On the Beach…at Ocean Beach
Last week, Heather and I were able to get down to the lovely Jersey shore for some rest and relaxation with family and friends (actually, a whole lot of family!). We had some great weather…and I didn’t turn into a lobster for once! And Heather bravely went fairly far out into the ocean.
All in all, a nice lil’ vacation down on the beach.
Campfire Tepee at Sunset
A tepee of varying-sized tree limbs is certainly a great way to get a large fire going. This particular tepee up at the Joaquin Campground site was fairly large and, although it took a bit of effort to get the smaller stuff in the middle to catch, once it did, this fire was blazing.
By the end of the night, I think we made it through much of that woodpile in the background…
Ossabaw Island Pig
This dark pig sure was enjoying his nearby mudhole before I took this picture…as you can probably tell from his muddy legs. This pig was on the Great Hopes Plantation at Colonial Williamsburg, and he is of a breed that is similar to the pigs of the 17th century that played an important role in early colonial life. From bacon to Virginia ham, early colonists certainly enjoyed their pigs.
Looking straight up from the ground, the canopy in this particular bit of forest in Stokes State Forest is rather sparse, letting plenty of sunlight through the patches of pine needles.
This canopy is also a pretty cool fractal!
Sooo, the Snow was Deep…
As Ken K. and I were preparing our packs for a fun-filled day in the Upper Wheaton River Valley, I decided to investigate the snow and see how deep it was. As you can see in Ken’s photo above, it was a pretty good depth, and it only got deeper as we climbed the mountains…deep enough to do some snow cannonballs at one point!
Ponderer of Chocolate
A week ago, Noah celebrated his baptism with some delicious chocolate cake. Nice and gooey, the cake ended up all over his hands and face (although plenty made it into his mouth!). After finishing his piece, Noah appeared to strike a pondering pose.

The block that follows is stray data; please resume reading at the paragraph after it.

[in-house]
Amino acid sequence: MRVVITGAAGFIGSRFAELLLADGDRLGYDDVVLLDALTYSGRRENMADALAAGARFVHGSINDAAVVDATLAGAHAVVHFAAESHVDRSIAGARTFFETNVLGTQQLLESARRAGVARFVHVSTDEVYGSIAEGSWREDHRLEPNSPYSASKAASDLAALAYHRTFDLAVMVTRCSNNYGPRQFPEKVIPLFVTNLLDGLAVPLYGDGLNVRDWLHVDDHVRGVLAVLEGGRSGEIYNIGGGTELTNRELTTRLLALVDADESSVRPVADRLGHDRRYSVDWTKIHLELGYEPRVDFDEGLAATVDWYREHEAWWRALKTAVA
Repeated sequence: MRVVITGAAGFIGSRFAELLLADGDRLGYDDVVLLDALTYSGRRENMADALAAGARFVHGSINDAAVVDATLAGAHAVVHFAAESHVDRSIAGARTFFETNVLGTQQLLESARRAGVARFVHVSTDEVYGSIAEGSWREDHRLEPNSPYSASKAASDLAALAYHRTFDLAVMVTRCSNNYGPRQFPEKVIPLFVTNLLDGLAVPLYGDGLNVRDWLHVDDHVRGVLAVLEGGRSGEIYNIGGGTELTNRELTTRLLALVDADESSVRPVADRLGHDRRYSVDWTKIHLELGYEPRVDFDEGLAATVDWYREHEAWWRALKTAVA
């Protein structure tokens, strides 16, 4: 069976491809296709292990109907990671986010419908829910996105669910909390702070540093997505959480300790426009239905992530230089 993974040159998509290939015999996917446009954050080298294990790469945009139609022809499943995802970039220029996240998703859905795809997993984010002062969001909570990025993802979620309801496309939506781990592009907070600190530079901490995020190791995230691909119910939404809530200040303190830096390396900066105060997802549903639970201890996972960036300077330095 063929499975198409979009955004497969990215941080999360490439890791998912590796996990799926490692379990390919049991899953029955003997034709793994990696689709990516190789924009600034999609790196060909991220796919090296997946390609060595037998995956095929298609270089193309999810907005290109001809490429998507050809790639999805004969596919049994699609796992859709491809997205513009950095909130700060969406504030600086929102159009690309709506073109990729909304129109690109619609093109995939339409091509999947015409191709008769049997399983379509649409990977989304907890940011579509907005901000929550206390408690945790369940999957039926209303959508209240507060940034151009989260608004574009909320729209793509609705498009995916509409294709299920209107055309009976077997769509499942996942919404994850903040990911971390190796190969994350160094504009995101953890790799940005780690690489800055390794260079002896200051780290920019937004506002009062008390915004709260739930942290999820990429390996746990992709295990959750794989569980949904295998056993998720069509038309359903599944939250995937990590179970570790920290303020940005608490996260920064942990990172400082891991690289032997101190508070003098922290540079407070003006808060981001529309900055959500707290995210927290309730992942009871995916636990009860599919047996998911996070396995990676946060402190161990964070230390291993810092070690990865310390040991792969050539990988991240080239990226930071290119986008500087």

Who knows what he may have been thinking…but maybe he was thinking about how amazing chocolate tastes…mmmmm.
Our First Christmas…S’more Style
Here is another ornament on our Christmas tree to help celebrate Christmas in July. Heather and I received this ‘Our 1st Christmas’ ornament for our wedding, and we both certainly love s’mores and other campfire treats (Heather is a campfire treat pro).
I think I could go for a S’more right about now…
Jodie’s camping kitchen is a good-sized prep area for all kinds of camping food. From the stove-top coffee pots to a little kitchen sink and other kitchen implements, this kitchen has pretty much everything you need for a great weekend. Plenty of coolers full of various things to drink and eat and a huge Jagermeister flag make this kitchen complete.
This is Bailey…in your face. He typically didn’t look this scary and was actually a large and lovable golden retriever. Of course, if you took away his favorite toy, his eyes would start to glow orange and you’d know you were in for a world of pain…(not really, but I had to come up with something to match this wacky photo of Bailey!).
On the last night of our honeymoon, Heather and I were treated to a nice sunset over the Atlantic Ocean. It was a bit windy on the back of the ship where this was taken, and we were dressed in our formal attire for dinner so we didn’t stay too long. But it was a nice way to finish up our lil’ vacation.
Cades Cove Panoramic View
(For the full resolution of this panorama, click here!)
Cades Cove in the Great Smoky Mountains National Park is a pretty popular destination. It has some neat old structures (such as small cabins, big cabins, and large barns), but the surrounding scenery is just beautiful. This panoramic shot captures only a little bit of the fantastic view that sweeps across this Tennessee landscape.
Rooster on a Stick??
This is a rooster…on a stick. He is fully adorned with colorful mardi gras beads, feather boas, a Jagermeister medallion and some shiny pinwheels.
You may ask, “Why??”….I’d say, “Why not?!”.
Harriman – Bear Mountain Trail Maps
Located in Rockland and Orange counties just north of the NY/NJ border, Harriman and Bear Mountain State Parks are one of the most popular hiking destinations in the New York City metropolitan area. Harriman State Park, the second-largest state park in New York, has over 200 miles of marked trails (and plenty more miles of unmarked paths and roads). Bear Mountain is an impressive mountain along the Hudson River, and it is also the location of the initial section of the Appalachian Trail that opened in 1923.
Right now, I’m working on an update to this map set from the previous edition. I haven’t checked out many of the trails myself, so I would definitely like to go explore Harriman and Bear Mountain sometime.
Starry December Sky
With Orion hanging low in the southern sky, I took this photo on a not-super-cold December night while keeping an eye (and camera shutter) open for Geminid meteors. Orion is extremely easy to spot during the winter months with the Belt of Orion and hanging sword framed by a rough rectangle (trapezoid I guess) representing the body of Orion the Hunter.